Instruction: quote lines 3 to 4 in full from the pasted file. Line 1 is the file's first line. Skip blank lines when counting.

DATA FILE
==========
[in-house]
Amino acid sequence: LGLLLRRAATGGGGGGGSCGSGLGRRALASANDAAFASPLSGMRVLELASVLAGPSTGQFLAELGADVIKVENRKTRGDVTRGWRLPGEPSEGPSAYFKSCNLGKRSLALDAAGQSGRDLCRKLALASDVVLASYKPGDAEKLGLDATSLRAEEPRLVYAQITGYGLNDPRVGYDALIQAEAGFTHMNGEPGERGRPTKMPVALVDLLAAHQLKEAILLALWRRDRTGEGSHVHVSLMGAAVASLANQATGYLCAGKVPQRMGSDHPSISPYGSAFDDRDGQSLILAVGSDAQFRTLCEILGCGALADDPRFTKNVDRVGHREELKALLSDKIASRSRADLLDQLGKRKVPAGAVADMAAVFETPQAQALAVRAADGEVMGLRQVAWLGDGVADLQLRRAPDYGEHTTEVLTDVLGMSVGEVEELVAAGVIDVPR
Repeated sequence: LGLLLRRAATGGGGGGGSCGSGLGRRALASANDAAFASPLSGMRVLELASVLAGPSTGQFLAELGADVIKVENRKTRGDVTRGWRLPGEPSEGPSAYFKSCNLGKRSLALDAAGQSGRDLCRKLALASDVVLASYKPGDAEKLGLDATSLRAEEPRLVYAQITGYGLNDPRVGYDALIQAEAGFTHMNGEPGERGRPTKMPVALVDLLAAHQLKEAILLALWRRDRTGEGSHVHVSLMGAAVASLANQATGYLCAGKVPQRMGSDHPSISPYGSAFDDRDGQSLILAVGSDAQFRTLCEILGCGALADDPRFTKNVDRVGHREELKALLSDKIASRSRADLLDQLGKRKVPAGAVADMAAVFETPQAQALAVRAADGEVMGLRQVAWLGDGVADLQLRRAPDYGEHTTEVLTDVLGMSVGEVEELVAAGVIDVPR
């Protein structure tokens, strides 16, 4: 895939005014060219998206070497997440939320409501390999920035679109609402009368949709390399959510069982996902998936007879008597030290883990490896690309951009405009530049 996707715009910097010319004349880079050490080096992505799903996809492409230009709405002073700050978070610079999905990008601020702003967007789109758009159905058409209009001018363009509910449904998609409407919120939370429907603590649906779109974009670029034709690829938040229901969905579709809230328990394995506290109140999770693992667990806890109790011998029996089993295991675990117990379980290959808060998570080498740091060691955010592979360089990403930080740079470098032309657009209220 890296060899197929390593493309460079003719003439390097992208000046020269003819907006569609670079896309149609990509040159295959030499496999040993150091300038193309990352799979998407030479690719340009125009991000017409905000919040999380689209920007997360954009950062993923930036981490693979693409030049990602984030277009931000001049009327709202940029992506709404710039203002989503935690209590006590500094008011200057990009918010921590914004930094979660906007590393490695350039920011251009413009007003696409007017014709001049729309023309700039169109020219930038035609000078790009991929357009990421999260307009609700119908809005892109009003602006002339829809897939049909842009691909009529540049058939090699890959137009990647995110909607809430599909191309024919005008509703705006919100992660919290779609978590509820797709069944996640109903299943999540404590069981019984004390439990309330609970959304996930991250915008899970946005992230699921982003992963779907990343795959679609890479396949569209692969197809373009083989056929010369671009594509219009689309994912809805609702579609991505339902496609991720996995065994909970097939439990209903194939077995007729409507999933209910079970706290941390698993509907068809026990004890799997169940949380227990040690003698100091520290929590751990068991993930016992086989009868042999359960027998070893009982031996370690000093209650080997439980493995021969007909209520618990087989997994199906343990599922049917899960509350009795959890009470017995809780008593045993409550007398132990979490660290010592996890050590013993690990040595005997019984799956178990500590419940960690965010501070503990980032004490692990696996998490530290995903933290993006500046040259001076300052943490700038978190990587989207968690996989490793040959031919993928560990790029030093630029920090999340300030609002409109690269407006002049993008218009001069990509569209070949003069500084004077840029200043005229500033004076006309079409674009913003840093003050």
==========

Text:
Repeated sequence: LGLLLRRAATGGGGGGGSCGSGLGRRALASANDAAFASPLSGMRVLELASVLAGPSTGQFLAELGADVIKVENRKTRGDVTRGWRLPGEPSEGPSAYFKSCNLGKRSLALDAAGQSGRDLCRKLALASDVVLASYKPGDAEKLGLDATSLRAEEPRLVYAQITGYGLNDPRVGYDALIQAEAGFTHMNGEPGERGRPTKMPVALVDLLAAHQLKEAILLALWRRDRTGEGSHVHVSLMGAAVASLANQATGYLCAGKVPQRMGSDHPSISPYGSAFDDRDGQSLILAVGSDAQFRTLCEILGCGALADDPRFTKNVDRVGHREELKALLSDKIASRSRADLLDQLGKRKVPAGAVADMAAVFETPQAQALAVRAADGEVMGLRQVAWLGDGVADLQLRRAPDYGEHTTEVLTDVLGMSVGEVEELVAAGVIDVPR
């Protein structure tokens, strides 16, 4: 895939005014060219998206070497997440939320409501390999920035679109609402009368949709390399959510069982996902998936007879008597030290883990490896690309951009405009530049 996707715009910097010319004349880079050490080096992505799903996809492409230009709405002073700050978070610079999905990008601020702003967007789109758009159905058409209009001018363009509910449904998609409407919120939370429907603590649906779109974009670029034709690829938040229901969905579709809230328990394995506290109140999770693992667990806890109790011998029996089993295991675990117990379980290959808060998570080498740091060691955010592979360089990403930080740079470098032309657009209220 890296060899197929390593493309460079003719003439390097992208000046020269003819907006569609670079896309149609990509040159295959030499496999040993150091300038193309990352799979998407030479690719340009125009991000017409905000919040999380689209920007997360954009950062993923930036981490693979693409030049990602984030277009931000001049009327709202940029992506709404710039203002989503935690209590006590500094008011200057990009918010921590914004930094979660906007590393490695350039920011251009413009007003696409007017014709001049729309023309700039169109020219930038035609000078790009991929357009990421999260307009609700119908809005892109009003602006002339829809897939049909842009691909009529540049058939090699890959137009990647995110909607809430599909191309024919005008509703705006919100992660919290779609978590509820797709069944996640109903299943999540404590069981019984004390439990309330609970959304996930991250915008899970946005992230699921982003992963779907990343795959679609890479396949569209692969197809373009083989056929010369671009594509219009689309994912809805609702579609991505339902496609991720996995065994909970097939439990209903194939077995007729409507999933209910079970706290941390698993509907068809026990004890799997169940949380227990040690003698100091520290929590751990068991993930016992086989009868042999359960027998070893009982031996370690000093209650080997439980493995021969007909209520618990087989997994199906343990599922049917899960509350009795959890009470017995809780008593045993409550007398132990979490660290010592996890050590013993690990040595005997019984799956178990500590419940960690965010501070503990980032004490692990696996998490530290995903933290993006500046040259001076300052943490700038978190990587989207968690996989490793040959031919993928560990790029030093630029920090999340300030609002409109690269407006002049993008218009001069990509569209070949003069500084004077840029200043005229500033004076006309079409674009913003840093003050």